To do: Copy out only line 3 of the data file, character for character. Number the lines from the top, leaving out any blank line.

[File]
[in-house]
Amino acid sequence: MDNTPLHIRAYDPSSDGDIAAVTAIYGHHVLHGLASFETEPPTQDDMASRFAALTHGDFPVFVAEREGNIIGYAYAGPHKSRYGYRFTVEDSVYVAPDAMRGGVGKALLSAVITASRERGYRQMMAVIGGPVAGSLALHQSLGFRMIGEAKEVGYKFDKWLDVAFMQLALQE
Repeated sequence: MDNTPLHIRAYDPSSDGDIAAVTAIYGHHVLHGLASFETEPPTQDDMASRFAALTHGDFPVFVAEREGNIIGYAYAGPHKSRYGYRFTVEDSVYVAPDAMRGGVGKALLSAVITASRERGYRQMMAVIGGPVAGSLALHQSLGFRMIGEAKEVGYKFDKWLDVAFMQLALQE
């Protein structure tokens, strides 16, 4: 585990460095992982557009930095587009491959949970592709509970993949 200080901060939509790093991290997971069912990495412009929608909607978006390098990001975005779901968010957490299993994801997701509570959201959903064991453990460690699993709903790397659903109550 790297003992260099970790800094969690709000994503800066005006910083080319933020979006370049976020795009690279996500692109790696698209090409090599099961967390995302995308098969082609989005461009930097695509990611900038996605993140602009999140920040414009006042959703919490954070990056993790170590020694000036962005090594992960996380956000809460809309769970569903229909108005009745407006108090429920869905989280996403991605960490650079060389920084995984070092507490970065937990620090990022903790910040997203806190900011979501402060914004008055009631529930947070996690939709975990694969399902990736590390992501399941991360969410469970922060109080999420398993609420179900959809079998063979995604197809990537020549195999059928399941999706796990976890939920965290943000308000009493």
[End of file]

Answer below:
Repeated sequence: MDNTPLHIRAYDPSSDGDIAAVTAIYGHHVLHGLASFETEPPTQDDMASRFAALTHGDFPVFVAEREGNIIGYAYAGPHKSRYGYRFTVEDSVYVAPDAMRGGVGKALLSAVITASRERGYRQMMAVIGGPVAGSLALHQSLGFRMIGEAKEVGYKFDKWLDVAFMQLALQE